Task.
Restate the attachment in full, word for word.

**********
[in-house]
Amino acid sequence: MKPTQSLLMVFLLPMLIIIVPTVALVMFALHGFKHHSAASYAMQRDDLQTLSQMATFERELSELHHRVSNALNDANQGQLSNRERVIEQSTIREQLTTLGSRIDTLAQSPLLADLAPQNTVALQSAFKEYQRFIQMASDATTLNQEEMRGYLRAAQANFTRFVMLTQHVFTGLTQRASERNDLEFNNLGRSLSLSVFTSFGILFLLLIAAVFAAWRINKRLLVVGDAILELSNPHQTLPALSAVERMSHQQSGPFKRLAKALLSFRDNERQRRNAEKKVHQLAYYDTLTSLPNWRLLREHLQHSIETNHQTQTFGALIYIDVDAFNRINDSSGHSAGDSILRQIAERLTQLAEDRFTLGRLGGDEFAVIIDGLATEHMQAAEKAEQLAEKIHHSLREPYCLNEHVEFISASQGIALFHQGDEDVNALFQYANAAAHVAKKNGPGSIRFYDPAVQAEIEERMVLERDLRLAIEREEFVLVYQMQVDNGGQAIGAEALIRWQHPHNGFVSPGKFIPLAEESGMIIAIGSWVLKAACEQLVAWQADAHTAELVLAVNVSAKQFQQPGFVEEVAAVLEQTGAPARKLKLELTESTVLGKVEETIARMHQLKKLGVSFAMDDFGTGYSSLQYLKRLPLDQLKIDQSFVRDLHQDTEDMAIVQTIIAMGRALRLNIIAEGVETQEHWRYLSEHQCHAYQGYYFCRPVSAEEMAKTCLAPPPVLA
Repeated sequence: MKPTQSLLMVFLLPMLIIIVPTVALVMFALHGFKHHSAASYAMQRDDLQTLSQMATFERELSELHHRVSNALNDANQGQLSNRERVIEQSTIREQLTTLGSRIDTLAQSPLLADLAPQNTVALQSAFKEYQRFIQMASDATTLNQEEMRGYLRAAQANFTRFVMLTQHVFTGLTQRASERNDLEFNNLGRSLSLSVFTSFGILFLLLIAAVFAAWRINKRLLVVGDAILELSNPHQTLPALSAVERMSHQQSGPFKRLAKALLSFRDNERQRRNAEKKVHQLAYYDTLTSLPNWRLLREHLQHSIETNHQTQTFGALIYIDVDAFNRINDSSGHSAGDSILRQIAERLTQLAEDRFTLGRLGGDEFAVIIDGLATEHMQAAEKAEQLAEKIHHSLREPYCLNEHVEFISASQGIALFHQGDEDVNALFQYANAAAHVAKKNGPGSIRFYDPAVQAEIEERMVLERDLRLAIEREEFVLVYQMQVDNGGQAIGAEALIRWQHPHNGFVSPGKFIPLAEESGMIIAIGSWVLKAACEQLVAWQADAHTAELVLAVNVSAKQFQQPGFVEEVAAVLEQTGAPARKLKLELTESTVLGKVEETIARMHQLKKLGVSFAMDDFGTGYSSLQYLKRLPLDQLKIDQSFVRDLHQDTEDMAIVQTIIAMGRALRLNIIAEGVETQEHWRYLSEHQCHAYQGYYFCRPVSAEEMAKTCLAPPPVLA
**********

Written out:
[in-house]
Amino acid sequence: MKPTQSLLMVFLLPMLIIIVPTVALVMFALHGFKHHSAASYAMQRDDLQTLSQMATFERELSELHHRVSNALNDANQGQLSNRERVIEQSTIREQLTTLGSRIDTLAQSPLLADLAPQNTVALQSAFKEYQRFIQMASDATTLNQEEMRGYLRAAQANFTRFVMLTQHVFTGLTQRASERNDLEFNNLGRSLSLSVFTSFGILFLLLIAAVFAAWRINKRLLVVGDAILELSNPHQTLPALSAVERMSHQQSGPFKRLAKALLSFRDNERQRRNAEKKVHQLAYYDTLTSLPNWRLLREHLQHSIETNHQTQTFGALIYIDVDAFNRINDSSGHSAGDSILRQIAERLTQLAEDRFTLGRLGGDEFAVIIDGLATEHMQAAEKAEQLAEKIHHSLREPYCLNEHVEFISASQGIALFHQGDEDVNALFQYANAAAHVAKKNGPGSIRFYDPAVQAEIEERMVLERDLRLAIEREEFVLVYQMQVDNGGQAIGAEALIRWQHPHNGFVSPGKFIPLAEESGMIIAIGSWVLKAACEQLVAWQADAHTAELVLAVNVSAKQFQQPGFVEEVAAVLEQTGAPARKLKLELTESTVLGKVEETIARMHQLKKLGVSFAMDDFGTGYSSLQYLKRLPLDQLKIDQSFVRDLHQDTEDMAIVQTIIAMGRALRLNIIAEGVETQEHWRYLSEHQCHAYQGYYFCRPVSAEEMAKTCLAPPPVLA
Repeated sequence: MKPTQSLLMVFLLPMLIIIVPTVALVMFALHGFKHHSAASYAMQRDDLQTLSQMATFERELSELHHRVSNALNDANQGQLSNRERVIEQSTIREQLTTLGSRIDTLAQSPLLADLAPQNTVALQSAFKEYQRFIQMASDATTLNQEEMRGYLRAAQANFTRFVMLTQHVFTGLTQRASERNDLEFNNLGRSLSLSVFTSFGILFLLLIAAVFAAWRINKRLLVVGDAILELSNPHQTLPALSAVERMSHQQSGPFKRLAKALLSFRDNERQRRNAEKKVHQLAYYDTLTSLPNWRLLREHLQHSIETNHQTQTFGALIYIDVDAFNRINDSSGHSAGDSILRQIAERLTQLAEDRFTLGRLGGDEFAVIIDGLATEHMQAAEKAEQLAEKIHHSLREPYCLNEHVEFISASQGIALFHQGDEDVNALFQYANAAAHVAKKNGPGSIRFYDPAVQAEIEERMVLERDLRLAIEREEFVLVYQMQVDNGGQAIGAEALIRWQHPHNGFVSPGKFIPLAEESGMIIAIGSWVLKAACEQLVAWQADAHTAELVLAVNVSAKQFQQPGFVEEVAAVLEQTGAPARKLKLELTESTVLGKVEETIARMHQLKKLGVSFAMDDFGTGYSSLQYLKRLPLDQLKIDQSFVRDLHQDTEDMAIVQTIIAMGRALRLNIIAEGVETQEHWRYLSEHQCHAYQGYYFCRPVSAEEMAKTCLAPPPVLA